Greek Orthodox Church calls in cops for vote | Buzz Blog
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Greek Orthodox Church calls in cops for vote



Tensions surrounding Sunday's vote by the congregation of the Salt Lake City parish on its future as part of the Greek Orthodox Church hit a new high today, after the parish council announced police officers would "ensure that order is maintained," while the regional church leader banned six senior parishioners from voting.---

The 2 p.m. vote at Prophet Elias in Holladay is to decide whether the church's congregation will embrace regulations that, according to church authorities, will simply bring it in line with the 500-plus other orthodox parishes in the United States, but which for critics casts a shadow over the future of the parish's assets.

 Unified Police Department PIO Lt. Justin Hoyle confirmed that four Unified officers had been hired on an off-duty basis by the church "to keep the peace."  

That the parish believes cops are needed reflects not only increasing tensions within the congregation that gave rise to a recent lawsuit by five church members, but also underscores recent parishioner complaints of ongoing church tactics of intimidation. That lawsuit, covered in this week's CW news story, Greek Tragedy, was an attempt to secure long-sought information about the church's membership in order to bring about open elections of the parish council, say those who support the parish's continued unity.

Perhaps most disturbing of all was the announcement that Metropolitan Isaiah of Denver—the Salt Lake City parish's regional hierarch—was banning six people linked to the lawsuit from voting Sunday. Five senior community members were plaintiffs in the lawsuit, including Con Skedros, the highly respected community historian, two former parish council presidents [Ed. note: one of them, Nick Bapis, is administrator of City Weekly's 401k program], and Yanni Armaou, owner of Yanni's Express and pioneer of the gyro in Utah. Who the sixth person is, however, is unclear.

A letter sent out last night from the parish council did little, it would seem, to clarify for the 1,300 families estimated to be part of the parish exactly who can vote on Sunday. While it stated that only members that had paid 3/4 of a pledge made either on Sunday or before could vote, past confusion over pledge cards for the two churches and other issues may well leave many in the congregation scratching their heads as to whether they are eligible or not.

According to the council, there will be a list of names by which attendees will be verified as eligible to vote. Parishioners who are not in good standing were requested not to attend.

The parish council also sent out two pages of what it described as "myths and reality" being circulated by council and clergy critics. They denied the Archdiocese had any intention of seizing parish property, and noted that the Metropolitan had "indicated" the parish would continue whole after the vote if the new regulations were approved.

It blamed there not being a June parish assembly on "threatened legal actions," and also stated that four of the current parish council were elected, while another four were appointed by the Metropolitan. The eight, one of whom critics say is non-voting, is still far below the 15 council members that have run parish affairs up until the last 18 months.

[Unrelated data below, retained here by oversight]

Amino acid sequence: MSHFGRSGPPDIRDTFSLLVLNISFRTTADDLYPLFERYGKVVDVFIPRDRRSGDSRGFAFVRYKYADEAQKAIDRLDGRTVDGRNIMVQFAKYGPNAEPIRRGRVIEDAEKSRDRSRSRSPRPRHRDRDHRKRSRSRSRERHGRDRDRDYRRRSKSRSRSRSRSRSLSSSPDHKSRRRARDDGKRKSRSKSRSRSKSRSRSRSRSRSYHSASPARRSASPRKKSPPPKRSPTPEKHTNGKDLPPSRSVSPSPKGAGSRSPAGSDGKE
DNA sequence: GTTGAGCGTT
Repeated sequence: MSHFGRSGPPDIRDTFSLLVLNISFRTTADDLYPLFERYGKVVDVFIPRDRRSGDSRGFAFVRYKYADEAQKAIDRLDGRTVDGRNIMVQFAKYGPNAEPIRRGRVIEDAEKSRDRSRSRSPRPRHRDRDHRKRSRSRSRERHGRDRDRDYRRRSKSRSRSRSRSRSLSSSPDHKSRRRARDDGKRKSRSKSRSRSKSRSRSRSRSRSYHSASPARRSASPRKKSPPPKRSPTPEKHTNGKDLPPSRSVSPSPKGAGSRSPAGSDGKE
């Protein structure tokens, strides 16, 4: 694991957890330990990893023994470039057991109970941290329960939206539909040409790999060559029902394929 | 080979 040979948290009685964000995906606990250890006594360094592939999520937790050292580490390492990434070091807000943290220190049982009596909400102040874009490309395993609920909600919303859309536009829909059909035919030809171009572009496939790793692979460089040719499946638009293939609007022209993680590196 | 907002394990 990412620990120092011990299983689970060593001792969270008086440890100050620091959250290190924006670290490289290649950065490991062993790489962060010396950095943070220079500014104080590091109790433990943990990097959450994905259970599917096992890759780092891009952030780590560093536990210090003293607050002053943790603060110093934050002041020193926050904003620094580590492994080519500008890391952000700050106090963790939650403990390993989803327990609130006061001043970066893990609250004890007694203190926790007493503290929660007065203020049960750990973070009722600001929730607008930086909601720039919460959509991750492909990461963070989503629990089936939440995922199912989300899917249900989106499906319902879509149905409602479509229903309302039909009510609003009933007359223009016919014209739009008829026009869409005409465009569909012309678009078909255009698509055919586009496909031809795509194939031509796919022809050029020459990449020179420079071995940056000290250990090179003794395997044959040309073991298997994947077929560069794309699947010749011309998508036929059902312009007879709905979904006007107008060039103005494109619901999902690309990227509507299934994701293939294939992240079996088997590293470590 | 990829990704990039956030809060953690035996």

In a letter to Salt Lake City's Greek community dated Nov. 15, Metropolitan Isaiah pondered the parish's history and noted that its current problems may well stretch back over five decades. He wrote that the central issue was whether the parish was "in harmony" with the Greek Orthodox Church's regional and national leaders, or only under the state of Utah, "as an independent authority with no higher ecclesiastical authority over it."

He highlighted $2 million that he termed as "missing" from the "legal responsibility" of the parish council. This referred to $1.2 million raised in excess of the financial needs of the renovation of the downtown Greek cathedral, Holy Trinity, currently frozen in an account outside the control of the parish council, and a further $800,000 raised for a gymnasium, which critics say has not been in contention for some time.

Accusations by the Metropolitan of "robbery" and threats of excommunication against senior parish members involved in raising those funds by the church nevertheless failed to turn control of the money over to the council. Critics fear that with the lack of transparency of the management of the parish's financial affairs, if control of those monies were to shift to the parish it might well be spent on capital improvements that, according to a recent audit, have not been approved by the general assembly. 

Metropolitan Isaiah wrote in his letter that the vote came down to whether the parish wanted to be a secular "association" controlled by a "select few temporal humans" or essentially part of the Greek Orthodox Church.

For those concerned about the vote's potential impact on the parish, Metropolitan Isaiah's use of the term "uncanonical reality" may have prompted shivers. If the parish votes to approve the regulations, critics argue that, according to the 2007 church regs, the Metropolitan has the power, if he deems the parish to be in disarray, to effectively dissolve the parish and take control of its assets, leaving the faithful with a 105-year-old church history, but nowhere to worship.